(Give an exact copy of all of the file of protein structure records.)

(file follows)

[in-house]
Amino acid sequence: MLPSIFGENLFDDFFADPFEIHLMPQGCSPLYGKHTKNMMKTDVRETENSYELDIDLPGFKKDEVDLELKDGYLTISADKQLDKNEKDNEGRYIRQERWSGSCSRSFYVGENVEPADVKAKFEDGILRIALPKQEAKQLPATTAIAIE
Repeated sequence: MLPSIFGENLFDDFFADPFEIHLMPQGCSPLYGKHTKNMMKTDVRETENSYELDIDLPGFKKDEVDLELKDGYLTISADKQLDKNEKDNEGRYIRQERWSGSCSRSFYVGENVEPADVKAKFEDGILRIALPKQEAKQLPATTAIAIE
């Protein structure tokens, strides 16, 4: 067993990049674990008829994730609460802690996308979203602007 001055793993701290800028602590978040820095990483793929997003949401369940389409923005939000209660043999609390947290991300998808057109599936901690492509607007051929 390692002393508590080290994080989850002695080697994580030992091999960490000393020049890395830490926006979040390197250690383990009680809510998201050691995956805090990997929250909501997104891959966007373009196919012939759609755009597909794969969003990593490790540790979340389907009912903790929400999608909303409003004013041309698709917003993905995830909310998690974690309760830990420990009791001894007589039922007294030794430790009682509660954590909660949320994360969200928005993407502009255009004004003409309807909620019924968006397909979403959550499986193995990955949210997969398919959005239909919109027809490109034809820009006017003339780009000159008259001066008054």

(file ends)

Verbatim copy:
[in-house]
Amino acid sequence: MLPSIFGENLFDDFFADPFEIHLMPQGCSPLYGKHTKNMMKTDVRETENSYELDIDLPGFKKDEVDLELKDGYLTISADKQLDKNEKDNEGRYIRQERWSGSCSRSFYVGENVEPADVKAKFEDGILRIALPKQEAKQLPATTAIAIE
Repeated sequence: MLPSIFGENLFDDFFADPFEIHLMPQGCSPLYGKHTKNMMKTDVRETENSYELDIDLPGFKKDEVDLELKDGYLTISADKQLDKNEKDNEGRYIRQERWSGSCSRSFYVGENVEPADVKAKFEDGILRIALPKQEAKQLPATTAIAIE
């Protein structure tokens, strides 16, 4: 067993990049674990008829994730609460802690996308979203602007 001055793993701290800028602590978040820095990483793929997003949401369940389409923005939000209660043999609390947290991300998808057109599936901690492509607007051929 390692002393508590080290994080989850002695080697994580030992091999960490000393020049890395830490926006979040390197250690383990009680809510998201050691995956805090990997929250909501997104891959966007373009196919012939759609755009597909794969969003990593490790540790979340389907009912903790929400999608909303409003004013041309698709917003993905995830909310998690974690309760830990420990009791001894007589039922007294030794430790009682509660954590909660949320994360969200928005993407502009255009004004003409309807909620019924968006397909979403959550499986193995990955949210997969398919959005239909919109027809490109034809820009006017003339780009000159008259001066008054």